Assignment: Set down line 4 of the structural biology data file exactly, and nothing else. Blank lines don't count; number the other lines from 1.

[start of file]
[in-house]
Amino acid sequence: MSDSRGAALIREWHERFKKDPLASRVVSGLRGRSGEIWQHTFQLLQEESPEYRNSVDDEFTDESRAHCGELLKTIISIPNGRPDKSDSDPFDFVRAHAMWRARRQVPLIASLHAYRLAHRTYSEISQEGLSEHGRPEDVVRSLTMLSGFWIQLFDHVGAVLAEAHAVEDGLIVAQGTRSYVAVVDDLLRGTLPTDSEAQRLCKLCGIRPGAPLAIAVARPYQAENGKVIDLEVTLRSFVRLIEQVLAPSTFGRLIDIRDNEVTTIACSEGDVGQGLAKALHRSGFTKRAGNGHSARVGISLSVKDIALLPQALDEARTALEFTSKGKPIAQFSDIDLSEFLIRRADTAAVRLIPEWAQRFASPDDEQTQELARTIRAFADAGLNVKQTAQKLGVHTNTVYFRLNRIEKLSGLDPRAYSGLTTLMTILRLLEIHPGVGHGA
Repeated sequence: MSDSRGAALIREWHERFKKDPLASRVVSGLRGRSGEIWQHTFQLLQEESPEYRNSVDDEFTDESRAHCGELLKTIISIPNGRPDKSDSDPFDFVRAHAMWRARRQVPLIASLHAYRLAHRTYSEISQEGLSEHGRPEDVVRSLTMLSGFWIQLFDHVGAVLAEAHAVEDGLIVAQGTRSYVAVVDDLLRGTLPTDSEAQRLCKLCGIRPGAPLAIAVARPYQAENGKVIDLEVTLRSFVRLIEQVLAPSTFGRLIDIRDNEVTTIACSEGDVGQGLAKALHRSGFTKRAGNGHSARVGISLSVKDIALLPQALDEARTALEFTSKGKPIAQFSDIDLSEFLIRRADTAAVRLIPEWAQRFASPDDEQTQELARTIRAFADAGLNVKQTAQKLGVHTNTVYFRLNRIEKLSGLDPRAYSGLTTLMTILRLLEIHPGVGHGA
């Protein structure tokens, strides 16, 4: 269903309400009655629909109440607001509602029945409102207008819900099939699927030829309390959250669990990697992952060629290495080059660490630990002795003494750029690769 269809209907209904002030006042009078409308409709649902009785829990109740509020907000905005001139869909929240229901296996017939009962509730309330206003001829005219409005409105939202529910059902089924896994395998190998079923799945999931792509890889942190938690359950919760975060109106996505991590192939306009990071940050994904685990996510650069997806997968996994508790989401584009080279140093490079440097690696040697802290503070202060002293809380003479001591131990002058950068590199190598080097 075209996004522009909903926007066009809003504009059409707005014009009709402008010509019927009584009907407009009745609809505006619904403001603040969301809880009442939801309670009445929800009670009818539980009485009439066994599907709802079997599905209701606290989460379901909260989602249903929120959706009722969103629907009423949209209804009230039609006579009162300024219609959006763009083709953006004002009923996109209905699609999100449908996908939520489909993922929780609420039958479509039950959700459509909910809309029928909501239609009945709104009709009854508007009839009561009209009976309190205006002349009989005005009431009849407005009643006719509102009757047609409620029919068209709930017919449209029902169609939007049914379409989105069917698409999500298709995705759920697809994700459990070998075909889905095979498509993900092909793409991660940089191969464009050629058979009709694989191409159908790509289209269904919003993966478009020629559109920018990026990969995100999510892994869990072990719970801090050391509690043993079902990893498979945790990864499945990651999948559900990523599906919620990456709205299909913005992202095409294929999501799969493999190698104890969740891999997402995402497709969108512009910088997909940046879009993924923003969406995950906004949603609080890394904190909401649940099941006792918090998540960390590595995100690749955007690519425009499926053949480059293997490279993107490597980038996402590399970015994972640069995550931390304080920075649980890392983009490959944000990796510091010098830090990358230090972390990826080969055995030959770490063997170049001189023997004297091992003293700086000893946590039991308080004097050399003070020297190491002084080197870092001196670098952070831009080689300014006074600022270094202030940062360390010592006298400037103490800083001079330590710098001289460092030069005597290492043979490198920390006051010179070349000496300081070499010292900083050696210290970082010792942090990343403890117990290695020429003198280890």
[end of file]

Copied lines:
């Protein structure tokens, strides 16, 4: 269903309400009655629909109440607001509602029945409102207008819900099939699927030829309390959250669990990697992952060629290495080059660490630990002795003494750029690769 269809209907209904002030006042009078409308409709649902009785829990109740509020907000905005001139869909929240229901296996017939009962509730309330206003001829005219409005409105939202529910059902089924896994395998190998079923799945999931792509890889942190938690359950919760975060109106996505991590192939306009990071940050994904685990996510650069997806997968996994508790989401584009080279140093490079440097690696040697802290503070202060002293809380003479001591131990002058950068590199190598080097 075209996004522009909903926007066009809003504009059409707005014009009709402008010509019927009584009907407009009745609809505006619904403001603040969301809880009442939801309670009445929800009670009818539980009485009439066994599907709802079997599905209701606290989460379901909260989602249903929120959706009722969103629907009423949209209804009230039609006579009162300024219609959006763009083709953006004002009923996109209905699609999100449908996908939520489909993922929780609420039958479509039950959700459509909910809309029928909501239609009945709104009709009854508007009839009561009209009976309190205006002349009989005005009431009849407005009643006719509102009757047609409620029919068209709930017919449209029902169609939007049914379409989105069917698409999500298709995705759920697809994700459990070998075909889905095979498509993900092909793409991660940089191969464009050629058979009709694989191409159908790509289209269904919003993966478009020629559109920018990026990969995100999510892994869990072990719970801090050391509690043993079902990893498979945790990864499945990651999948559900990523599906919620990456709205299909913005992202095409294929999501799969493999190698104890969740891999997402995402497709969108512009910088997909940046879009993924923003969406995950906004949603609080890394904190909401649940099941006792918090998540960390590595995100690749955007690519425009499926053949480059293997490279993107490597980038996402590399970015994972640069995550931390304080920075649980890392983009490959944000990796510091010098830090990358230090972390990826080969055995030959770490063997170049001189023997004297091992003293700086000893946590039991308080004097050399003070020297190491002084080197870092001196670098952070831009080689300014006074600022270094202030940062360390010592006298400037103490800083001079330590710098001289460092030069005597290492043979490198920390006051010179070349000496300081070499010292900083050696210290970082010792942090990343403890117990290695020429003198280890």